• S10 (3): Requirements for furnishing information and explanations to the Controller.

  • S11(1) and (3): Compliance with specific directions from the Minister.

  • S12: Compliance with general directions from the Minister.

  • S15 (1) and (2): Prohibition on any person who has been adjudicated a bankrupt of being convicted of a crime involving dishonesty or fraud, from holding office as a director, manager or a secretary of a licensed housing developer.

These  offences carry jail sentences. In addition, there is a general penalty provided in S21 that states that any housing developer found guilty of an offence under the Act, "for which no penalty is expressly provided" is liable to a prison term not exceeding three years or a fine not exceeding RM50,000, or both.

The amended Act also gives the Ministry of Housing " power of entry, search  and seizure", which empowers enforcement agencies to enter the premises of errant developers to check on their operations to build evidence against the developer.

The Law allows them to search and examine and detain people in the course of their investigation to facilitate prosecution. Those who obstruct, hinder or delay the exercising of the laws will be liable for criminal prosecution. In the process, bogus developers with questionable intentions can be promptly dealt with before they get the chance to default on unsuspecting house buyers.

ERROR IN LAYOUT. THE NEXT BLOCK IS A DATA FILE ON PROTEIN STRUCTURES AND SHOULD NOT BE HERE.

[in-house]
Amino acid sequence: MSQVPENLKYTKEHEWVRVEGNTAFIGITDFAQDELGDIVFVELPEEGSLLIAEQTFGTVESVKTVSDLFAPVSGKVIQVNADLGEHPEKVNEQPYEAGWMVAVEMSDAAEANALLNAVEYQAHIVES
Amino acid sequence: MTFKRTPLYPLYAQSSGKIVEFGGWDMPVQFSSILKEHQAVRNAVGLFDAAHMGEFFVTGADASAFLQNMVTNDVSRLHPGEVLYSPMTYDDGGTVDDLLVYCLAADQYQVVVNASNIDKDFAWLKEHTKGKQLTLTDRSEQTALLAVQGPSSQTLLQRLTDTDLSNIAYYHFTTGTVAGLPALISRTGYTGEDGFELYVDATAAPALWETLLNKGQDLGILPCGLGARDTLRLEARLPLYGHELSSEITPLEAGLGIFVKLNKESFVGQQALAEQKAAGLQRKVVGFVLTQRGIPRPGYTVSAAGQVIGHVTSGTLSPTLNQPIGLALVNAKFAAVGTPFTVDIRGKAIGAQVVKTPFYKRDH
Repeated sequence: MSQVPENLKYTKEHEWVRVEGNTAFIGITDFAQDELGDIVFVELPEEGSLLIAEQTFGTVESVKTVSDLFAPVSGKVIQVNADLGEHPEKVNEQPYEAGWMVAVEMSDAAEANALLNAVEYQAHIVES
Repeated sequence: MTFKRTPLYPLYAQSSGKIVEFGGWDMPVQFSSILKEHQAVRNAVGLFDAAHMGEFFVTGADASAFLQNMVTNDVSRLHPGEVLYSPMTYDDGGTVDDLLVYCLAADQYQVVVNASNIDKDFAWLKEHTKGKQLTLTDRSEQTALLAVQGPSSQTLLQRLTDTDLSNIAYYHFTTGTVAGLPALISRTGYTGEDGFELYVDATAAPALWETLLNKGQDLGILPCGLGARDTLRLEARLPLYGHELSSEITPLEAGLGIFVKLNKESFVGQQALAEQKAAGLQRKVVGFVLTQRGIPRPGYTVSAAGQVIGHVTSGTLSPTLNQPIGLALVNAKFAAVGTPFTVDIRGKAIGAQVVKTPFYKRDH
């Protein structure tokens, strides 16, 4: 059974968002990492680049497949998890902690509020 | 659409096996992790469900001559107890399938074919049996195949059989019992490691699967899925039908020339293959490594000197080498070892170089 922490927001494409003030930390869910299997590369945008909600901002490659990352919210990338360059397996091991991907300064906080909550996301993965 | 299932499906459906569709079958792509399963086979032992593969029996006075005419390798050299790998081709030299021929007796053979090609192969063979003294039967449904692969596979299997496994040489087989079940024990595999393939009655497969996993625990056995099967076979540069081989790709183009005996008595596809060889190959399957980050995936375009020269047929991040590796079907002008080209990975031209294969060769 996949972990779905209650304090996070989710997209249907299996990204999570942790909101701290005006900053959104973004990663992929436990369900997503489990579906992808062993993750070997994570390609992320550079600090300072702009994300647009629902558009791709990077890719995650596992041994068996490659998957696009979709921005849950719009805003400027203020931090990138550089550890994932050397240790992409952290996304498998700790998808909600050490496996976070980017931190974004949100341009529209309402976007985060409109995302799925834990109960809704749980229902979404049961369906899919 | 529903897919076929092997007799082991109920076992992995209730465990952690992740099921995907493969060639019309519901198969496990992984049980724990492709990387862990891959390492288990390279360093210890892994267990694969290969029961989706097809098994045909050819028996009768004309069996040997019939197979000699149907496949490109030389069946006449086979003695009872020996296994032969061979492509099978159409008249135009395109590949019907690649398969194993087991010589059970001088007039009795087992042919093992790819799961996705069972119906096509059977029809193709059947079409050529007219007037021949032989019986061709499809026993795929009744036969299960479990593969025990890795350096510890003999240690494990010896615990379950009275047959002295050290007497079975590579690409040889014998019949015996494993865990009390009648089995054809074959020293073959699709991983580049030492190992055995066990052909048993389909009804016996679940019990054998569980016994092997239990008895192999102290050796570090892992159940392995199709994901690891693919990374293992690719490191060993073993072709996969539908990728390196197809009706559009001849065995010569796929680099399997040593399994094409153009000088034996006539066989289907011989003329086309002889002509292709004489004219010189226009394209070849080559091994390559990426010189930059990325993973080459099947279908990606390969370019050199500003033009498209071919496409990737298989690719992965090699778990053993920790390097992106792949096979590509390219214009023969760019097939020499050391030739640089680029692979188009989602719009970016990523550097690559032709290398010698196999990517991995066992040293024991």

Protection for consumers

The amendments have given the Housing Ministry a new set of dentures, but however well drafted they may be, laws and regulations in themselves are impotent, unless they are efficiently administered and enforced. Given this, will the amendments to the HDA ensure protection of house buyers rights?

There are mixed feeling from the public. Many are waiting to see if the Ministry will strictly enforced the Act; if it will take action against errant developers who continue to default on sale and purchase agreements; or if it will prevent developers who have abandoned projects from starting new ones.